Spirituality Means More As We Age
Spirituality can matter more as you age. Now that we are entering a season of high spiritual celebrations like Easter- this is an important ritual to involve elders in spiritual communities. Religious communities offer elders socialization thus increasing their quality of life and returning joy to their lives.
What is This all About?
Leonie Nowitz, a geriatric care manager who has a deep interest in spirituality and writes about it often, once told me to look at spirituality as a question ” What is this all about”. As we age, this question becomes primal, for we face death coming at a rapid pace. Elders wonder- do I go to heaven, to hell, or just energy or dust. Will I meet angels- my wife in heaven.?
Ms. Nowitz said that when you define religion, look at it as a filing cabinet with each drawer is a religion with an answer to spirituality ” “What Is this all About”. There is one for Jews, Protestants, Hindu’s Muslims, Quakers, The Environment- all religions and belief systems.
Spiritual Quality Of Life Assessment
One assessment care managers can do is a spiritual quality of life assessment to find out where joy can be found again. If spirituality is something that would increase an elders quality of life, here are some activities that you may suggest to an older client or their family, especially on holidays when places of worship have their most spectacular music, smells, and bells and pageantry.
Spiritual Quality of Life Activities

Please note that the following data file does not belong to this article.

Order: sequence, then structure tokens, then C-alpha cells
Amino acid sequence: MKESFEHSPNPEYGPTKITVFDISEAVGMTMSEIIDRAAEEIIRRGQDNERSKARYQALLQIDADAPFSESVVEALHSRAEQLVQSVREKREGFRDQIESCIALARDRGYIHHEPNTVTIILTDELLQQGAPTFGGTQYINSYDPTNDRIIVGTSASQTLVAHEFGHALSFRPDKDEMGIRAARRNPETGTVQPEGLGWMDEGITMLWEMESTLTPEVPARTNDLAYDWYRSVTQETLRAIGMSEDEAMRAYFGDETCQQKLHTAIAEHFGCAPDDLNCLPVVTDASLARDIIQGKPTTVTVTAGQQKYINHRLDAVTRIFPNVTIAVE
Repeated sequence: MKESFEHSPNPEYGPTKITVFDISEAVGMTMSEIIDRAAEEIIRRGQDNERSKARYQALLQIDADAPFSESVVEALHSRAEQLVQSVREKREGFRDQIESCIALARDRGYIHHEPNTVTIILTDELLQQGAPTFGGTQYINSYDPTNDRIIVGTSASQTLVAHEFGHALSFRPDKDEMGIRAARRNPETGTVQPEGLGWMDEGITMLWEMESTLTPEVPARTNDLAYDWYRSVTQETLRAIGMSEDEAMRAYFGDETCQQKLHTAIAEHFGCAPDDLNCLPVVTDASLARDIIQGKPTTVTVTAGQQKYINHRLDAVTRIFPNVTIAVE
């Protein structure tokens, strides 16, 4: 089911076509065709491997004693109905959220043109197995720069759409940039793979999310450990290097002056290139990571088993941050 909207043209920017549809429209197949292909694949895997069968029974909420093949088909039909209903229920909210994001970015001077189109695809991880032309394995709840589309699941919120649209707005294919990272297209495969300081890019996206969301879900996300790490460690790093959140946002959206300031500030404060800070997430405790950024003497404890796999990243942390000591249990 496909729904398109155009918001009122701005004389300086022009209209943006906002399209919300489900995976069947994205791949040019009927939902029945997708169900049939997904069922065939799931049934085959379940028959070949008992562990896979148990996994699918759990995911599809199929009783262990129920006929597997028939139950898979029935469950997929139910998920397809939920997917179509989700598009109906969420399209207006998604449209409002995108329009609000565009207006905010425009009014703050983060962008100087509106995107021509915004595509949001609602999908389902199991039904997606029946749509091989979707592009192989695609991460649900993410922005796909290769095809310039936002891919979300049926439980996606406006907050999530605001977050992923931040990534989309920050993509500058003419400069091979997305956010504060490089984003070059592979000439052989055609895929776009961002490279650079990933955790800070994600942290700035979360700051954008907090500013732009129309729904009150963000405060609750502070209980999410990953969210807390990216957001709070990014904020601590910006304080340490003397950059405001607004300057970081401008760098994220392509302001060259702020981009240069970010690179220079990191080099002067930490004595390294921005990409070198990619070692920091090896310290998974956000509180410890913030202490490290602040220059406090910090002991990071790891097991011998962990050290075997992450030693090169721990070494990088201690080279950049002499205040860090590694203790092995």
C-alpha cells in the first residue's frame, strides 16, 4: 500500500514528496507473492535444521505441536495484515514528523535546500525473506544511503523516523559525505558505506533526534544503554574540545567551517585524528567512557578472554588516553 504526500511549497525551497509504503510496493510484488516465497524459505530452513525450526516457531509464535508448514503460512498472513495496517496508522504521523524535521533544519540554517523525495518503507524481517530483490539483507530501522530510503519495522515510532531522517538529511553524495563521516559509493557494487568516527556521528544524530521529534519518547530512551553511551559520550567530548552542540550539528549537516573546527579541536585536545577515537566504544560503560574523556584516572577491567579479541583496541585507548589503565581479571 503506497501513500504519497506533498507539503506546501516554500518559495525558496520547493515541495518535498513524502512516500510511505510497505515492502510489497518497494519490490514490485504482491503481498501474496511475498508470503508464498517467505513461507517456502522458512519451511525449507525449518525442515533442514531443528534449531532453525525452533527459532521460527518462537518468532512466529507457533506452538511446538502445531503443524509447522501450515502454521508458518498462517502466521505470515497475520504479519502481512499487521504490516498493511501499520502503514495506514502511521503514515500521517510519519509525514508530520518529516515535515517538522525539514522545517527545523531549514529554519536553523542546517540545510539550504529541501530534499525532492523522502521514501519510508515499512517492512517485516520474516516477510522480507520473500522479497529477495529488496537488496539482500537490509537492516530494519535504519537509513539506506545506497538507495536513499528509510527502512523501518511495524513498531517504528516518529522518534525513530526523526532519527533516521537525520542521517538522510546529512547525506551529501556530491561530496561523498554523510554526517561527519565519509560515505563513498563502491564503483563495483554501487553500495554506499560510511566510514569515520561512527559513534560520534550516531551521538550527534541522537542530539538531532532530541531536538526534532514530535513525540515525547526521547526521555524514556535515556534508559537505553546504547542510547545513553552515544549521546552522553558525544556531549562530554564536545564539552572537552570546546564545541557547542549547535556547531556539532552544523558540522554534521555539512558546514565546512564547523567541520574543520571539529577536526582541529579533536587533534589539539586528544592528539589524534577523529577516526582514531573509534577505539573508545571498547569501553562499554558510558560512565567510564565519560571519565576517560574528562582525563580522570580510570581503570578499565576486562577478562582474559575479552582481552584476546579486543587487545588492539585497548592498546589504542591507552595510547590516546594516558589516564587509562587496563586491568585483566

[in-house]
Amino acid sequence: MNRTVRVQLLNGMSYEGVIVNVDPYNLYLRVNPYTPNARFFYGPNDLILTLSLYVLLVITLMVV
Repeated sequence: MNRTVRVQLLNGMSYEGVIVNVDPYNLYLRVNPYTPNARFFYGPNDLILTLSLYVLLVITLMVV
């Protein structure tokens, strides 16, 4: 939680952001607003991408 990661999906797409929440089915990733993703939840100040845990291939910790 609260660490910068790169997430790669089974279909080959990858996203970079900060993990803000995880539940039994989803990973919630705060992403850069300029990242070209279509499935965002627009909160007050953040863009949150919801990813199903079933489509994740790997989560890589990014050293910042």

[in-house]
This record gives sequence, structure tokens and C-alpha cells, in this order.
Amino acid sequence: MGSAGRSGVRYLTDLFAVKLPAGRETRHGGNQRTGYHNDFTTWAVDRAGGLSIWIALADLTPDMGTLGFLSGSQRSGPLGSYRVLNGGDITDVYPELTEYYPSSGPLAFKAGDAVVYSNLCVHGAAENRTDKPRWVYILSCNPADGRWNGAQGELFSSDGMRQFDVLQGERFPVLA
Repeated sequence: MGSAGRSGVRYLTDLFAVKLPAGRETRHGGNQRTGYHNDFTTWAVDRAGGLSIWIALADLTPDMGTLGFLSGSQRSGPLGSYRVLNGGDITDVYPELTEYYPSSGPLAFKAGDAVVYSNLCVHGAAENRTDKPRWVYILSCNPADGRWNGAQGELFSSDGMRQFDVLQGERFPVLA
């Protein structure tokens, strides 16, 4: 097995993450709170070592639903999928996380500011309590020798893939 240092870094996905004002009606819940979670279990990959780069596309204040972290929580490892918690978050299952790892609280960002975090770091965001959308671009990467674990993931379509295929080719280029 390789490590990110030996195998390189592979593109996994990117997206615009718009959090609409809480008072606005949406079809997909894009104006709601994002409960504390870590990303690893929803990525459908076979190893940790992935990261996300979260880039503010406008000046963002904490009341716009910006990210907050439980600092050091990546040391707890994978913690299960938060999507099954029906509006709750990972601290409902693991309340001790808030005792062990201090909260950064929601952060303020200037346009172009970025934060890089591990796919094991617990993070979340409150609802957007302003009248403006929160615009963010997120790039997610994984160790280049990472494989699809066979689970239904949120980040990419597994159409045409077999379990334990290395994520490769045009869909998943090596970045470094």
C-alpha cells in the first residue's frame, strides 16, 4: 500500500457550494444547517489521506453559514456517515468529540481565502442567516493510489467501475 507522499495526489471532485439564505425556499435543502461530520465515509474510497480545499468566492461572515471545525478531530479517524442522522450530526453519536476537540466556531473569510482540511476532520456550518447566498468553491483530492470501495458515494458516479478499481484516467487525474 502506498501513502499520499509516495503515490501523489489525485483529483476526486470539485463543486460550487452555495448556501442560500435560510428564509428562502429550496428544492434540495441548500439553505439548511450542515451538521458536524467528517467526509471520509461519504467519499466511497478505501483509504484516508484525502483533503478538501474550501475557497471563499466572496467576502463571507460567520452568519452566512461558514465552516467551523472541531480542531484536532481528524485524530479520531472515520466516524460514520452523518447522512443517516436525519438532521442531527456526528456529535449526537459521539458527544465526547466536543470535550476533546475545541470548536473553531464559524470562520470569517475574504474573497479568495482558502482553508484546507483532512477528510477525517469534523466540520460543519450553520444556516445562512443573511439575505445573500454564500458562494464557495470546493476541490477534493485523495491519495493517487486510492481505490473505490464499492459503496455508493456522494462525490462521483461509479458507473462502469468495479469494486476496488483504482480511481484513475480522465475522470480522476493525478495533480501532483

- If an older person appears isolated and is unable to attend their place a worship, especially on holidays, because of not driving or disability and they wish to still join a congregation, contact the head of the religious group and ask if members could transport him or if they have a van service or arrange for members to transport them to services. If they cannot get out ask if the spiritual leader or congregation members would make home visits.
- If an older person is not now a part of a religious group but what once was and has some interest in returning, holidays are the best times to reconnect. Contact the head of the religious group and ask him/her to make a home visit and the care manager follow-up with transportation arrangements if yes.
- If an older client has had a recent close relative or friend die and wishes to return to a spiritual group she knew before, connect them, with the congregation they are familiar with for solace or grieving.
- If an older person moves to a new area and is part of a religious group connect them to the same religion and place of worship in the new town and arrange transportation and a new member to greet them
- If an older person has dementia if possible reconnect him her with his spiritual background through familiar prayer, music, etc.
- If an elder has dementia and can attend services without being disruptive, arrange for a caregiver to take them as they can still be drawn in by the ” Smells and Bells’
- If you have a homebound client who wishes to return to a religious group, reconnect them by arranging, in their, spiritual music, religious icons (a rosary or image, for example), readings from a sacred text, watching a service on television, listening to one on the radio or via computer